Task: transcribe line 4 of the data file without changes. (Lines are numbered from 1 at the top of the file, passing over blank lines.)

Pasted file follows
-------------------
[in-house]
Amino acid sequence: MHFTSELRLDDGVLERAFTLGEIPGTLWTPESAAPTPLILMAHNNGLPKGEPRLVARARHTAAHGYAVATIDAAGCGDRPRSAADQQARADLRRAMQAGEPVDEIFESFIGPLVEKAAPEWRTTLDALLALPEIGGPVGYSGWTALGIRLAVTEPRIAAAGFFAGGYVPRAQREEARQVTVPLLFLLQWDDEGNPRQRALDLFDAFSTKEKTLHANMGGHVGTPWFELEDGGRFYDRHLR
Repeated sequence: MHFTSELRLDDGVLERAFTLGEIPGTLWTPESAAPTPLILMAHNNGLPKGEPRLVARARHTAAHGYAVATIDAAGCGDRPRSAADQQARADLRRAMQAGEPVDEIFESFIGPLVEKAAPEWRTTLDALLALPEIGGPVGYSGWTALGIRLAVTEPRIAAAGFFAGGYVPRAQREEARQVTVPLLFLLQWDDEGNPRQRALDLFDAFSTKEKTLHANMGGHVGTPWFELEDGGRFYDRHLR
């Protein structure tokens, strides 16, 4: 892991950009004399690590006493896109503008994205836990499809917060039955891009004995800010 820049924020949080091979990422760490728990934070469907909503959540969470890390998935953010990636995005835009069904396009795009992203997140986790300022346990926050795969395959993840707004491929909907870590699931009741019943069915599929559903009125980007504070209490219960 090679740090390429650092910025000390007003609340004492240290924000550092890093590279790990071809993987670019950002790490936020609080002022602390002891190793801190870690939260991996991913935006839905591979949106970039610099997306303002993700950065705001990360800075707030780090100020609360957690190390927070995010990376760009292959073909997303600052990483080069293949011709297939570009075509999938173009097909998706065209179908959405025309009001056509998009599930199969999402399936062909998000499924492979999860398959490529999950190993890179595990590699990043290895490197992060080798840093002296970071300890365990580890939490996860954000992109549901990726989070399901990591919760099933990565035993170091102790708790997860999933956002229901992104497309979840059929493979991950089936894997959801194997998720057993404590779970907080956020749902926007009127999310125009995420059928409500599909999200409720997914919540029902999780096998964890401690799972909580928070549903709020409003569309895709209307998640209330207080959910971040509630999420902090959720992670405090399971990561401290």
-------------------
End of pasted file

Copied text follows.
């Protein structure tokens, strides 16, 4: 892991950009004399690590006493896109503008994205836990499809917060039955891009004995800010 820049924020949080091979990422760490728990934070469907909503959540969470890390998935953010990636995005835009069904396009795009992203997140986790300022346990926050795969395959993840707004491929909907870590699931009741019943069915599929559903009125980007504070209490219960 090679740090390429650092910025000390007003609340004492240290924000550092890093590279790990071809993987670019950002790490936020609080002022602390002891190793801190870690939260991996991913935006839905591979949106970039610099997306303002993700950065705001990360800075707030780090100020609360957690190390927070995010990376760009292959073909997303600052990483080069293949011709297939570009075509999938173009097909998706065209179908959405025309009001056509998009599930199969999402399936062909998000499924492979999860398959490529999950190993890179595990590699990043290895490197992060080798840093002296970071300890365990580890939490996860954000992109549901990726989070399901990591919760099933990565035993170091102790708790997860999933956002229901992104497309979840059929493979991950089936894997959801194997998720057993404590779970907080956020749902926007009127999310125009995420059928409500599909999200409720997914919540029902999780096998964890401690799972909580928070549903709020409003569309895709209307998640209330207080959910971040509630999420902090959720992670405090399971990561401290």